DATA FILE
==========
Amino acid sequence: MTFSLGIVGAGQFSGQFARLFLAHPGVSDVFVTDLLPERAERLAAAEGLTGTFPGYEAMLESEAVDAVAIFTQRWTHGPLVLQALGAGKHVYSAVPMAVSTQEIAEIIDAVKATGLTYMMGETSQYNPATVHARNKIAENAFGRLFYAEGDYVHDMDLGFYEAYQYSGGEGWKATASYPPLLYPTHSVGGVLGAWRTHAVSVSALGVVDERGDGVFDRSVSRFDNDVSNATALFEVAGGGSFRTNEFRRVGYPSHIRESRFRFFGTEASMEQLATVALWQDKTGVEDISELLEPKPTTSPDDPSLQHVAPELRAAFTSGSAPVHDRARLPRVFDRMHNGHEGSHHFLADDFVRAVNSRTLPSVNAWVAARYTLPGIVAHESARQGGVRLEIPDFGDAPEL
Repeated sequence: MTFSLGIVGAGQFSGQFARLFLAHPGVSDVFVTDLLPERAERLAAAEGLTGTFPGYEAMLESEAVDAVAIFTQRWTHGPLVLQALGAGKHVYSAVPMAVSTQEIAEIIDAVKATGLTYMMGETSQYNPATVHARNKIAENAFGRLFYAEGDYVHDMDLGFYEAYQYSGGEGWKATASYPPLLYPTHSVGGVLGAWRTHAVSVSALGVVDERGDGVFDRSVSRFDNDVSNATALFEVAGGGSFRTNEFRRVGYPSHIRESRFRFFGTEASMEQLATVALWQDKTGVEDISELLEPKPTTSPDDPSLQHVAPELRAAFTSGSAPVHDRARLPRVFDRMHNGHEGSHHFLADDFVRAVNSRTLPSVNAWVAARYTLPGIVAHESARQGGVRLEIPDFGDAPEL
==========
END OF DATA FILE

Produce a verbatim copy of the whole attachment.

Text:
Amino acid sequence: MTFSLGIVGAGQFSGQFARLFLAHPGVSDVFVTDLLPERAERLAAAEGLTGTFPGYEAMLESEAVDAVAIFTQRWTHGPLVLQALGAGKHVYSAVPMAVSTQEIAEIIDAVKATGLTYMMGETSQYNPATVHARNKIAENAFGRLFYAEGDYVHDMDLGFYEAYQYSGGEGWKATASYPPLLYPTHSVGGVLGAWRTHAVSVSALGVVDERGDGVFDRSVSRFDNDVSNATALFEVAGGGSFRTNEFRRVGYPSHIRESRFRFFGTEASMEQLATVALWQDKTGVEDISELLEPKPTTSPDDPSLQHVAPELRAAFTSGSAPVHDRARLPRVFDRMHNGHEGSHHFLADDFVRAVNSRTLPSVNAWVAARYTLPGIVAHESARQGGVRLEIPDFGDAPEL
Repeated sequence: MTFSLGIVGAGQFSGQFARLFLAHPGVSDVFVTDLLPERAERLAAAEGLTGTFPGYEAMLESEAVDAVAIFTQRWTHGPLVLQALGAGKHVYSAVPMAVSTQEIAEIIDAVKATGLTYMMGETSQYNPATVHARNKIAENAFGRLFYAEGDYVHDMDLGFYEAYQYSGGEGWKATASYPPLLYPTHSVGGVLGAWRTHAVSVSALGVVDERGDGVFDRSVSRFDNDVSNATALFEVAGGGSFRTNEFRRVGYPSHIRESRFRFFGTEASMEQLATVALWQDKTGVEDISELLEPKPTTSPDDPSLQHVAPELRAAFTSGSAPVHDRARLPRVFDRMHNGHEGSHHFLADDFVRAVNSRTLPSVNAWVAARYTLPGIVAHESARQGGVRLEIPDFGDAPEL